Apple’s latest tactic for stopping consumers from unlocking their iPhones is to refuse their own gift cards as payment for them.
CNet’s Chris Soghoian points out that this is of questionable legality:
There does not appear to be any small print on the gift card program Web site stating that Apple reserves the right to reject gift cards for any purchase or change the terms and conditions after the fact.
On Monday afternoon, I spoke with Professor Avery W. Katz, vice dean and Milton Handler Professor of Law at Columbia Law School. Katz regularly teaches classes in contracts, secured transactions, and payment systems.
When asked if he had heard of any other companies refusing to take their own store gift cards in the past, Katz replied that “(this is) a new one to me,” and that he believes that “most customers will be surprised to learn that their gift cards will not be accepted” for the purchase of items from a company’s official store.
Professor Katz noted that even if Apple’s gift cards were covered by a small-print or shrink-wrap contract, “in the case of a consumer purchase, not everything in the fine print of a consumer contract is enforceable. This area is one of some controversy in contract law.” In general, he said, “the enforceability of these fine-print terms depends on how reasonable the fine print is and what a consumer can reasonably expect of the sale.”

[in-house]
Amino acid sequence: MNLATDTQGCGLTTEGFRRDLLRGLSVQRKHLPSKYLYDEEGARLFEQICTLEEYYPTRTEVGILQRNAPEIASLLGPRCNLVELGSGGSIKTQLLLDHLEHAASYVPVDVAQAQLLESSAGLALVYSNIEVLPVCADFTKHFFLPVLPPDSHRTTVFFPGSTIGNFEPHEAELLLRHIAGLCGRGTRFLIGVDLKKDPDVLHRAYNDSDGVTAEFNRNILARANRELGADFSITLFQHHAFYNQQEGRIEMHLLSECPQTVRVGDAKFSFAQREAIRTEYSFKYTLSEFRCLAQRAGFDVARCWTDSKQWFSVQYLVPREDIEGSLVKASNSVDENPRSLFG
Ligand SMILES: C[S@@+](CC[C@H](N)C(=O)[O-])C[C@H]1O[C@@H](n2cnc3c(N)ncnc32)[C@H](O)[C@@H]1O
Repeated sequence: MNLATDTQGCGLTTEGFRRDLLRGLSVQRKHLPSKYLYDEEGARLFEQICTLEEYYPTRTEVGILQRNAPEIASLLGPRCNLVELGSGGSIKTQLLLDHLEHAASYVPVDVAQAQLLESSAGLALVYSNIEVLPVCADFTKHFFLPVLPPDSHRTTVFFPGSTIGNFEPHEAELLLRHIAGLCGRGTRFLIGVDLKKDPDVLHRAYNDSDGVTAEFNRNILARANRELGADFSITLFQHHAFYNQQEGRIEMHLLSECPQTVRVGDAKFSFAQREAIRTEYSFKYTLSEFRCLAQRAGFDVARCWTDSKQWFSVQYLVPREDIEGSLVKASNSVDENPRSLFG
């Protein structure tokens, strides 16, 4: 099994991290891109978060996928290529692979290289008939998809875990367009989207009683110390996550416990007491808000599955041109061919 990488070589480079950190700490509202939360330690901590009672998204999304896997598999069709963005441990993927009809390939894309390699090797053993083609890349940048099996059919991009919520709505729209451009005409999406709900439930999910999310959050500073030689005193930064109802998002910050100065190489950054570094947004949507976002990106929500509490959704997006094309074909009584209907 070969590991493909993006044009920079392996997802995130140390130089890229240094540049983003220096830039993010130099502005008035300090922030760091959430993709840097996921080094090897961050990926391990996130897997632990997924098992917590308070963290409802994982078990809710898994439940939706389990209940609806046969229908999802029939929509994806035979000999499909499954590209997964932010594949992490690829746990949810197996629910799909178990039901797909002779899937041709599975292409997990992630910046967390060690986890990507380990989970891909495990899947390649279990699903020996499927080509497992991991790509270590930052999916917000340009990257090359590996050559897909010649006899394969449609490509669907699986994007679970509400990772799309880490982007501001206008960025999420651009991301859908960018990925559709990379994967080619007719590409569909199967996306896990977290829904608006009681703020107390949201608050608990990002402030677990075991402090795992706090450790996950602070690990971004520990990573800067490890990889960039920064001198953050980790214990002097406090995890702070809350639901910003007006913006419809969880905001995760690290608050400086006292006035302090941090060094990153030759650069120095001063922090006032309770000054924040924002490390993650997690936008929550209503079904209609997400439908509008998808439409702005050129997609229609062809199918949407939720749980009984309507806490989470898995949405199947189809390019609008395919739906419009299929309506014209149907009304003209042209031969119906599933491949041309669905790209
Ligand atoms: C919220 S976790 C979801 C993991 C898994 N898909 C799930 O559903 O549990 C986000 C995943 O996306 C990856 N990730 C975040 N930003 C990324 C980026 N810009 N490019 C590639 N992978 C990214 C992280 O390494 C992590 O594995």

Katz also confirmed that the courts did not expect consumers to have legal counsel read the terms of a gift card before they buy it in the store. He further noted that different states’ laws apply, and in particular that some states’ laws are far more pro-consumer than others.
Chris smells “class action lawsuit” in the air, and although we have never heard of a similar lawsuit, we wouldn’t be surprised if an Apple zealot managed to cook up at little something for Apple’s lawyers to chew on. After all, if your customers will sue you for simply dropping your prices, they’ll certainly not hesitate when you do something truly objectionable.
We suppose the real question is: Will Apple be refunding gift cards given to customers who wanted an iPhone? If not, it is appropriate for consumers to do a chargeback.